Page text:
I Took the Blended Retirement System OPT-IN Training and This is What I learned

I Took the Blended Retirement System OPT-IN Training and This is What I learned



You can trust me… I’m wearing a short skirt and a holding a calculator

I took the Blended Retirement System OPT-IN Training and this is What I learned:

You may have heard a thing or two about the new Blended Retirement System.  I wanted to know more info, so I took the Blended Retirement System Opt-In Course.  Jealous?  Well, don’t be.  If you’re eligible for the new system, you will also take the mandatory training too.  The FY16 National Defense Authorization Act authorized a new retirement system, the Blended Retirement System (BRS). The main goal of the BRS is to help force servicemembers to save for their retirement. One of the current statistics floating around is that less than 20% of current servicemembers will retire with the current high-3 option.  That means that the 80% of Servicemembers will not grab onto that coveted military pension. They will walk away from their service with whatever funds they personally saved on their own.

Who’s Eligible for the BRS?

If you joined the service BEFORE 1 January 2006, you are grandfathered into the pre-2018 Retirements System.  That’s the High 3 System for most.

If you joined the service AFTER 31 December 2017, you will automatically enroll in the new Blended Retirement System (BRS).

However, if you joined AFTER 31 December 2005 but BEFORE 1 January 2018 or are a Reserve Component member with 4,320 retirement points or less, you will have the choice to stay with the pre-2018 retirement system or enroll into the new BRS.  If you don’t opt-in, you are automatically grandfathered into the pre-2018 system.

When Do I have to decide by?

The opt-in window is 1 January 2018 through 31 December 2018.  Once you make your decision and opt-in, the choice is final….choose wisely my friends!

What do I get with the new BRS?

  1. Continuation pay…think of it as a mid-career bonus. Sometime around years 8-12,  if you choose to take the continuation pay (signs you up for 3 more years of service), you can receive anywhere from 2.5 to 13 months of basic pay depending on your career field.  The DoD wants you to drop the continuation pay into your retirement savings…not buy a car or truck as their infographic suggests.
  2. TSP Contributions & Matching. Everyone who opts into BRS will automatically get a 1% match of their basic pay into the TSP. They will receive this even if they don’t contribute anything personally.
    DoD Contribution & Matching for TSP

    The DoD will also match up to 4% of your basic pay, depending on how much you personally contribute. Read the fine print about which types of funds the DoD match has to go to.  After you serve at least 2 years, you are vested. That means the money is yours to keep.

  3. If you complete your 20 years of active duty service you will be eligible for full retirement pay. Just like in the 20 years + requirement in the old system. But here’s the rub.  The multiplier is only 2% as compared to the current system’s 2.5%.  For example, 2% x 20 years of services = 40% instead of the 2.5% x 20 = 50% under the current plan.  So you would be taking a 20% cut to your retirement pay with the hopes of making that up via TSP contributions and matching, compound interest, and a favorable stock market.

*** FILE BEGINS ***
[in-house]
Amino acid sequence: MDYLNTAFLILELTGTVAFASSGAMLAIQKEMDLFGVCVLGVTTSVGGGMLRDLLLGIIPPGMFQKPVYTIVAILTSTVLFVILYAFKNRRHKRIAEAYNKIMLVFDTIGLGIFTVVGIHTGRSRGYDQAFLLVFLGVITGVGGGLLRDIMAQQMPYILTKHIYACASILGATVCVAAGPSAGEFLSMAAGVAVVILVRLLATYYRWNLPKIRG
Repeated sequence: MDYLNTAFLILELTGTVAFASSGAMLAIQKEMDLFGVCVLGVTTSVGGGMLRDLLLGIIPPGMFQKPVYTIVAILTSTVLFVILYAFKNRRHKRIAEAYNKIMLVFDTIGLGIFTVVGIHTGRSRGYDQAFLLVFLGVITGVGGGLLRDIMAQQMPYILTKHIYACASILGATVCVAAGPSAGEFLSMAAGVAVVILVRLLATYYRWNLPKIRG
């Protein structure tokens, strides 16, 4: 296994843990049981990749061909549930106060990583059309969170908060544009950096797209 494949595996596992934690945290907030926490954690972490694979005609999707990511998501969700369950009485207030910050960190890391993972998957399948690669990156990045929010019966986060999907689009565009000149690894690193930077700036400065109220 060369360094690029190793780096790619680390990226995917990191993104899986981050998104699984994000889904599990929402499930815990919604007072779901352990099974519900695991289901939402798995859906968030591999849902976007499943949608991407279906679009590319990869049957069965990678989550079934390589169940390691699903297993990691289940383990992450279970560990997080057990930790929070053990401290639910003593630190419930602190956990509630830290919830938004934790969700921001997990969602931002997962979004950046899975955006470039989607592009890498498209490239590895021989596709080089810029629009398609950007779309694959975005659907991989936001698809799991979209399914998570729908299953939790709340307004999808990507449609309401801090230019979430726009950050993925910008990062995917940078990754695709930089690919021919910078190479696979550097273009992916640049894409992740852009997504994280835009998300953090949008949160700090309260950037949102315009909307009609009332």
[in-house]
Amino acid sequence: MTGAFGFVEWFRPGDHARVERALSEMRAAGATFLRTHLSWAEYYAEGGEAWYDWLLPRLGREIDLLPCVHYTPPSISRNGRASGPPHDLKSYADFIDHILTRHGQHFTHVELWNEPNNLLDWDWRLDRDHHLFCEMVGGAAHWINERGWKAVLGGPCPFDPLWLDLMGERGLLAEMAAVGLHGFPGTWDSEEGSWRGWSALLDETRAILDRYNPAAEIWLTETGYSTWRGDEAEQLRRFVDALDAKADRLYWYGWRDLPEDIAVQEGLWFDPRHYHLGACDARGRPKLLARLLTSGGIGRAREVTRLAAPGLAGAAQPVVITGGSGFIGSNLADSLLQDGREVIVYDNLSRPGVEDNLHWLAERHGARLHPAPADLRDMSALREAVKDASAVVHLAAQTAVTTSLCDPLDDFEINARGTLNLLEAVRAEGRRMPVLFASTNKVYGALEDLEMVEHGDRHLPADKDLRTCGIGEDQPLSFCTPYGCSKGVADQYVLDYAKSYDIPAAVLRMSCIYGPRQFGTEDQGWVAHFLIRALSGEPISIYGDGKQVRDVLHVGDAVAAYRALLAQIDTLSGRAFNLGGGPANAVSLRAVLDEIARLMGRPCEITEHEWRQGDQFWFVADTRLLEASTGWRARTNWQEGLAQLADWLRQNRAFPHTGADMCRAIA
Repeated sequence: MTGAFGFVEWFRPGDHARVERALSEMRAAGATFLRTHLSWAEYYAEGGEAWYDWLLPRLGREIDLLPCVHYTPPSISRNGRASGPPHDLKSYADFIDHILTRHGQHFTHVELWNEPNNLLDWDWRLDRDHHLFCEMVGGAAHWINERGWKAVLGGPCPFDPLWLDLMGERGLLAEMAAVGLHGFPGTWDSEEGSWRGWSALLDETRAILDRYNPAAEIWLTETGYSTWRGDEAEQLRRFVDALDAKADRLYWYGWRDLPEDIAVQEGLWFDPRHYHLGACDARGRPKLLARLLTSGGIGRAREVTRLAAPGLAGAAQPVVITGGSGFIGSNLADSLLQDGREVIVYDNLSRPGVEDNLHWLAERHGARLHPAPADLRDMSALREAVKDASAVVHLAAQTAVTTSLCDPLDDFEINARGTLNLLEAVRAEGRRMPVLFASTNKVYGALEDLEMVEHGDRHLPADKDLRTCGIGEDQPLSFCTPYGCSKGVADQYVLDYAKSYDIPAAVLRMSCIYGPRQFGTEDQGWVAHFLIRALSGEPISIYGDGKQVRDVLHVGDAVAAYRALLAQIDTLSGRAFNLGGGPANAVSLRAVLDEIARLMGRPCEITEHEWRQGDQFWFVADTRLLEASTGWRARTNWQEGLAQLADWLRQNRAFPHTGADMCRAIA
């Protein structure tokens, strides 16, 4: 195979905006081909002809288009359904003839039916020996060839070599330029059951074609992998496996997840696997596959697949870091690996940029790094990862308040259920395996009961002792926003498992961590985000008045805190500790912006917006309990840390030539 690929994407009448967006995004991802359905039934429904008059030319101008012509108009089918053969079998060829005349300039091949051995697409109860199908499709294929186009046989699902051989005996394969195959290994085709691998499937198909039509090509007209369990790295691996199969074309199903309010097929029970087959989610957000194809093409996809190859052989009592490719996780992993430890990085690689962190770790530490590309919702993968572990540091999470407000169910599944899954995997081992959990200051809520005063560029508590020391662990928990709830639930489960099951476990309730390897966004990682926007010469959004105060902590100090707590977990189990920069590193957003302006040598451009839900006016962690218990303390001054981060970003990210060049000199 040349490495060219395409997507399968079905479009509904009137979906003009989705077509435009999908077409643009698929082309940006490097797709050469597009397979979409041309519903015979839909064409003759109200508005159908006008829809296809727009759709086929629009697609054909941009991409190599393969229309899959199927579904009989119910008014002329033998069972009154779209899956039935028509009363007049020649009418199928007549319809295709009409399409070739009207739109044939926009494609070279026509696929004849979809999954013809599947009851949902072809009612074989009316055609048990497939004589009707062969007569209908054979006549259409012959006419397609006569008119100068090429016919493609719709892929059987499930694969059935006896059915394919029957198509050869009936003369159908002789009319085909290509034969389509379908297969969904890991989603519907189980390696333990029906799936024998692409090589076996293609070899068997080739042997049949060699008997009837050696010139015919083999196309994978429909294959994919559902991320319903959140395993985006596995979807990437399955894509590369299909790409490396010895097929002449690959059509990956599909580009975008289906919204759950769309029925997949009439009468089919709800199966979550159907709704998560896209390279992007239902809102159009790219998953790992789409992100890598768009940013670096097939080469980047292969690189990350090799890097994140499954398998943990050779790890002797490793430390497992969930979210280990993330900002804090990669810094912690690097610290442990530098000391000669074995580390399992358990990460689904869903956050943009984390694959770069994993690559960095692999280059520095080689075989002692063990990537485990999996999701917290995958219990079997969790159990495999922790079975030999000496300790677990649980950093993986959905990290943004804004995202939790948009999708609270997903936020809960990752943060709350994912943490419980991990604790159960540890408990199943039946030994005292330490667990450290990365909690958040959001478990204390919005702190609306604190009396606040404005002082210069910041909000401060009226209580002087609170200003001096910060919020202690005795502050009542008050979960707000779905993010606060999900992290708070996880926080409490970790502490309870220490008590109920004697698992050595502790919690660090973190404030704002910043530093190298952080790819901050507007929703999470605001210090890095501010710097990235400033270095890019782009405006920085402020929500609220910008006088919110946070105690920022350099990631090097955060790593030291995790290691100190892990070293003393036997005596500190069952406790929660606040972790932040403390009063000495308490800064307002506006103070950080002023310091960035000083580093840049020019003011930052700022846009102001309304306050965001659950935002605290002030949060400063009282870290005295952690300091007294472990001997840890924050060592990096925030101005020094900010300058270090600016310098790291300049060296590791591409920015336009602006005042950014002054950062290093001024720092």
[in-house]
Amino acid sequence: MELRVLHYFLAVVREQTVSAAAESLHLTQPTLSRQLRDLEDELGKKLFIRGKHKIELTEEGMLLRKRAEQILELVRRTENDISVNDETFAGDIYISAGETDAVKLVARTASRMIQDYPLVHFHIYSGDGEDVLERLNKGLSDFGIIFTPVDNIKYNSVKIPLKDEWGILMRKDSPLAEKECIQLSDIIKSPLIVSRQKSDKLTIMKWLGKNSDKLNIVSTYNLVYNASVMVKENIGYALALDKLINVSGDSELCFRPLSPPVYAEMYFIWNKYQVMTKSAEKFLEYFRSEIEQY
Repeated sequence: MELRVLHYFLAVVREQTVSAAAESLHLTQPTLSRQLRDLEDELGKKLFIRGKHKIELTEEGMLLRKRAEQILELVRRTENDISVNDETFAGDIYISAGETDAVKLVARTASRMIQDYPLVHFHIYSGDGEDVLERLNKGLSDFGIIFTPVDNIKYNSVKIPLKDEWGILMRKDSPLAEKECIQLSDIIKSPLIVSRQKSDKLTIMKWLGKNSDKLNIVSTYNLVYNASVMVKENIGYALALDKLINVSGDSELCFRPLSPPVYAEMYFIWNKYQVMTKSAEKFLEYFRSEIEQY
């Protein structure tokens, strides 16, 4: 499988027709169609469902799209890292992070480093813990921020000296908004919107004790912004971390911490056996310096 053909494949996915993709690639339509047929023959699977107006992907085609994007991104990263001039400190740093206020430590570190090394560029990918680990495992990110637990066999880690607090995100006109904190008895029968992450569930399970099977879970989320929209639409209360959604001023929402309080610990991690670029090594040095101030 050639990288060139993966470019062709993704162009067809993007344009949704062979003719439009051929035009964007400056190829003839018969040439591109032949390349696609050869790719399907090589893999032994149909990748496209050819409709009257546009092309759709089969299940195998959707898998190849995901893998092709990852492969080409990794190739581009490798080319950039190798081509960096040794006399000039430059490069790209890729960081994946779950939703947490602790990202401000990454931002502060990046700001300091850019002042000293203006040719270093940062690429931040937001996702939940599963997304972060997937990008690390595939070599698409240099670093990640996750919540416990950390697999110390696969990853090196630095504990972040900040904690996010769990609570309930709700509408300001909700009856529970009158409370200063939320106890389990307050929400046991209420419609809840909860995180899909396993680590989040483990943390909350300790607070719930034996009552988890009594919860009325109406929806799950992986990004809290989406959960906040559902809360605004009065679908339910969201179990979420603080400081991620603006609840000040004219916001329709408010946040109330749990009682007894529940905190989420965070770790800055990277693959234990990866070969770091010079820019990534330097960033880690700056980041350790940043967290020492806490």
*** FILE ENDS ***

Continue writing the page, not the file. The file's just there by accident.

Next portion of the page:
4. Lump sum payment. If you qualify for the 20-year pension, at retirement you can also choose to take a lump sum payment (or 4 installments) of the amount of pension you would have collected up until age 67.  You can choose if you would like it to be discounted at either 25% or 50%.  Remember time value of money (TVM) here. A dollar you receive today is worth more than a dollar you receive tomorrow. Hence, your pension is discounted to today’s present value. Not the sum of the value of your pension at age 67.

What do I get under the current “High 3” plan?

The current plan gives servicemembers who retire with at least 20 years, a monthly annuity/pension based off of the average of their highest 36 months of basic pay.  Remember, under the current plan the pension multiplier is 2.5%. So using 20 years of service as an example, you would receive 50% of your basic pay each month in retirement.  Servicemembers still have the opportunity to invest in their TSP just like their peers who chose the BRS. However, they won’t receive the automatic contributions and matching from the DoD.

So… what should I do? 

The decision to stay the course or opt-in to BRS is a big one. With hundreds of thousands of dollars at stake and only you, the servicemember can make the final decision of which plan to choose.  The DoD says it will have the online comparison calculator available soon, which will be extremely helpful to run some quick numbers before taking the training and talking to a financial counselor if you choose.  Everyone’s situation is going to be unique.  For some people, it will be a no-brainer to opt-in. However, for others, it’s going to be a more difficult decision.  It comes down to how many years you think you’ll serve, how many years you already have in, and how diligent you are at investing in your TSP.  With final consideration on how you think the market will perform.  The good news is we all have some time to learn about the BRS.  Take a hard look at career roadmaps, and make an informed and sound decision.  Don’t worry, it even seems like the DoD is still trying to figure out details as well.

Stay tuned for more updates on the BRS, the release of the calculator and some of my opinions on things to consider when making your decision.


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